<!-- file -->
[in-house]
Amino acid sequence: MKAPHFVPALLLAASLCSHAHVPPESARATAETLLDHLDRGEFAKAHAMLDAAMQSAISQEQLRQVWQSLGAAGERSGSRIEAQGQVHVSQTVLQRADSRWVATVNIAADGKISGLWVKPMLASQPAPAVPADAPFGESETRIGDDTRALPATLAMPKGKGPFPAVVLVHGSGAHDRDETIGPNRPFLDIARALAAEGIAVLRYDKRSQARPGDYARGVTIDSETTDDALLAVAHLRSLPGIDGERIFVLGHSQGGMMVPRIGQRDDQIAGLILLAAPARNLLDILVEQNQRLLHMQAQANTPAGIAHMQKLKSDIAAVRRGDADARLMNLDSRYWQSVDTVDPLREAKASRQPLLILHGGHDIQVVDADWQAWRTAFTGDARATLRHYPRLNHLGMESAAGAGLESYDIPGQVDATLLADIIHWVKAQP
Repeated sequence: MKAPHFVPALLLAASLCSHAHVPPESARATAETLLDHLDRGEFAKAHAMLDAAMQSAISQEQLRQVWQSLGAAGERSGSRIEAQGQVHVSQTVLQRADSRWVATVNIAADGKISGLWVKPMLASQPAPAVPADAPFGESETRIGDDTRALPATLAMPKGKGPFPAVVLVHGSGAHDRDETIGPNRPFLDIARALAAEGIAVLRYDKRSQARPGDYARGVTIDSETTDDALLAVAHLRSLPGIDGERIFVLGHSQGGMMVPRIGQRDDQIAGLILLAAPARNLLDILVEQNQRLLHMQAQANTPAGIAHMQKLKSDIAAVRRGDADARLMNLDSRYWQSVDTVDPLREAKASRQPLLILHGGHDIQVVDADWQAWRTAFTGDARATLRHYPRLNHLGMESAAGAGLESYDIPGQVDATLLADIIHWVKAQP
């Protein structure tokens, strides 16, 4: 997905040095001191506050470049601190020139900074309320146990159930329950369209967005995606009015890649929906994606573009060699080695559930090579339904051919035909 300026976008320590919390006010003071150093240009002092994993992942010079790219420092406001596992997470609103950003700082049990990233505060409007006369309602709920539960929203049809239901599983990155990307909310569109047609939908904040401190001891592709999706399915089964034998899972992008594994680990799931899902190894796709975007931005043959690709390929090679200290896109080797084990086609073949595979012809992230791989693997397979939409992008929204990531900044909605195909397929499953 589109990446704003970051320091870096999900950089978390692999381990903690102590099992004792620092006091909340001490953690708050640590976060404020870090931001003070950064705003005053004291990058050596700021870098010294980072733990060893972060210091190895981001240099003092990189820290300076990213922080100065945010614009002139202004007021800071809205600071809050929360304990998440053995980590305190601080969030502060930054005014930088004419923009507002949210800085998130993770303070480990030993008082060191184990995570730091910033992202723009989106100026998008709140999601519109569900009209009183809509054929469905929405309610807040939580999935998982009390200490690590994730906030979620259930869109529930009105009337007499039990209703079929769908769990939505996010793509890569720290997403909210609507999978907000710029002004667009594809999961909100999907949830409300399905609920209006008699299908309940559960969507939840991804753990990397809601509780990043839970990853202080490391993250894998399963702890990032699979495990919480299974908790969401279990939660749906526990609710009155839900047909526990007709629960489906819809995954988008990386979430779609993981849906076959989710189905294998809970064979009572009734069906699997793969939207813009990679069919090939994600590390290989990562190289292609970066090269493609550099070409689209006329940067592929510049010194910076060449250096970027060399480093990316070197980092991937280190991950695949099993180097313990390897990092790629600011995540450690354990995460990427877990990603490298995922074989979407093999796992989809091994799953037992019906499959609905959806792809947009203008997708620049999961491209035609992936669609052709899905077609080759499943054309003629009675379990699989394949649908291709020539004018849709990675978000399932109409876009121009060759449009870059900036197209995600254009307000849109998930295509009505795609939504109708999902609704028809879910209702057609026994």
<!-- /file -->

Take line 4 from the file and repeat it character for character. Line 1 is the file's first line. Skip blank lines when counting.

């Protein structure tokens, strides 16, 4: 997905040095001191506050470049601190020139900074309320146990159930329950369209967005995606009015890649929906994606573009060699080695559930090579339904051919035909 300026976008320590919390006010003071150093240009002092994993992942010079790219420092406001596992997470609103950003700082049990990233505060409007006369309602709920539960929203049809239901599983990155990307909310569109047609939908904040401190001891592709999706399915089964034998899972992008594994680990799931899902190894796709975007931005043959690709390929090679200290896109080797084990086609073949595979012809992230791989693997397979939409992008929204990531900044909605195909397929499953 589109990446704003970051320091870096999900950089978390692999381990903690102590099992004792620092006091909340001490953690708050640590976060404020870090931001003070950064705003005053004291990058050596700021870098010294980072733990060893972060210091190895981001240099003092990189820290300076990213922080100065945010614009002139202004007021800071809205600071809050929360304990998440053995980590305190601080969030502060930054005014930088004419923009507002949210800085998130993770303070480990030993008082060191184990995570730091910033992202723009989106100026998008709140999601519109569900009209009183809509054929469905929405309610807040939580999935998982009390200490690590994730906030979620259930869109529930009105009337007499039990209703079929769908769990939505996010793509890569720290997403909210609507999978907000710029002004667009594809999961909100999907949830409300399905609920209006008699299908309940559960969507939840991804753990990397809601509780990043839970990853202080490391993250894998399963702890990032699979495990919480299974908790969401279990939660749906526990609710009155839900047909526990007709629960489906819809995954988008990386979430779609993981849906076959989710189905294998809970064979009572009734069906699997793969939207813009990679069919090939994600590390290989990562190289292609970066090269493609550099070409689209006329940067592929510049010194910076060449250096970027060399480093990316070197980092991937280190991950695949099993180097313990390897990092790629600011995540450690354990995460990427877990990603490298995922074989979407093999796992989809091994799953037992019906499959609905959806792809947009203008997708620049999961491209035609992936669609052709899905077609080759499943054309003629009675379990699989394949649908291709020539004018849709990675978000399932109409876009121009060759449009870059900036197209995600254009307000849109998930295509009505795609939504109708999902609704028809879910209702057609026994």